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Beware of IRS Scammers! Criminals are always looking for new ways to create scams for money, and the latest attempt involves thieves claiming to be from the IRS. It’s not new that IRS scams exist but with technology also comes new creative ideas to make these scams successful. Best time for these scammers to steal money from innocent people is during tax season. The scams involve fake tax bills about the Affordable Care Act and send letters that look legitimate. However, IRS does send these types of letters to tax payers to collect fees. Still, the problem is that the victims can’t tell the difference and wind up falling for it. Also, the scammers are sending fraudulent versions of CP2000 notices for tax year 2015 and 2016, which are letters that inform taxpayers about discrepancies on their tax return. These scam letters are being sent by email. However, a way to don’t fall for these scams is keeping in mind that the IRS won’t send these types of notices via email.

When IRS notices come in the mail or call you, how can we tell what is legit and what is a scam?

Here are a few warning signs that a notice/call “from the IRS” is fake:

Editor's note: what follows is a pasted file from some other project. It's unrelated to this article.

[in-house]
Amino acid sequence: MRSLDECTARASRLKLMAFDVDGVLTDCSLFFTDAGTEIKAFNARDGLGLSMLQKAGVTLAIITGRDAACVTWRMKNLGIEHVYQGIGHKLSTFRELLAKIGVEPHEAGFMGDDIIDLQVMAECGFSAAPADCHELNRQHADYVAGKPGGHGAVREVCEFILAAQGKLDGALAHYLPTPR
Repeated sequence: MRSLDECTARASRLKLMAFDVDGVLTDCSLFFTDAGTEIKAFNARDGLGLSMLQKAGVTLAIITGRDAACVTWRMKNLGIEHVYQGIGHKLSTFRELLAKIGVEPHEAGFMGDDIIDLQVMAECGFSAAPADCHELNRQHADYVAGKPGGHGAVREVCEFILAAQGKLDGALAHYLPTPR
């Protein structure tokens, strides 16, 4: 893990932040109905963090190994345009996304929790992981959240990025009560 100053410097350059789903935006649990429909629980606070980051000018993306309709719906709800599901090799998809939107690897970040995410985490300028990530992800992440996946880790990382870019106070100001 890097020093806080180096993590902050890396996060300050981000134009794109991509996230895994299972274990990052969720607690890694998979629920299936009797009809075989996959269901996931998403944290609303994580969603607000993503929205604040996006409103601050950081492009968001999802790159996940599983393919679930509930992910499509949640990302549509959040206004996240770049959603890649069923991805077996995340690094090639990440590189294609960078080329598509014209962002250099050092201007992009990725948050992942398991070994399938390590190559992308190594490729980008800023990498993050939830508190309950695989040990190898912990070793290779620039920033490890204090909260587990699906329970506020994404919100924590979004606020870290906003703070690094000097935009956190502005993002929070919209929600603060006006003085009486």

• Appears to be issued from an Austin, Texas, address.

  • Says the issue is related to the Affordable Care Act and requests information regarding 2014 coverage.

  • Lists the letter number in the payment voucher as 105C.

  • Requests checks made out to I.R.S. and sent to the “Austin Processing Center” at a post office box.

  • This IRS says the type of notice scammers are using is usually several pages long, so another thing to remember if you receive this type of letter in the mail.

  • They call you to your phone. IRS won’t call if you really owe money to Uncle Sam. They will send you a letter.

  • The IRS representative asks you to put the money in an iTunes gift card, prepaid debit card, gift card or wire transfer.

  • The letter/call threatens to bring in local police to have you arrested.

  • They ask you to pay by credit/debit card over the phone.

  • The notice comes in via email.

What to do after you find out it’s a scam?

  • Do not give out any information and hang up immediately.

  • Don’t click on links from unsolicited emails or text messages

  • Contact TIGTA to report the call. Use their “IRS Impersonation Scam Reporting” page or call 800-366-4484.

  • Report it to the Federal Trade Commission. Use the “FTC Complaint Assistant” on Please add “IRS Telephone Scam” in the notes.

  • If you think you might owe taxes, call the IRS directly at 800-829-1040.

Scammers make themselves look legitimate so you will trust them. They take advantage of people’s emotions and fears to get them to make fast decisions, before there’s even time to think it through. So, don’t be pressured to make fast decisions, take time to research any organization or group that reaches out to you directly.

By UNIKO Media Group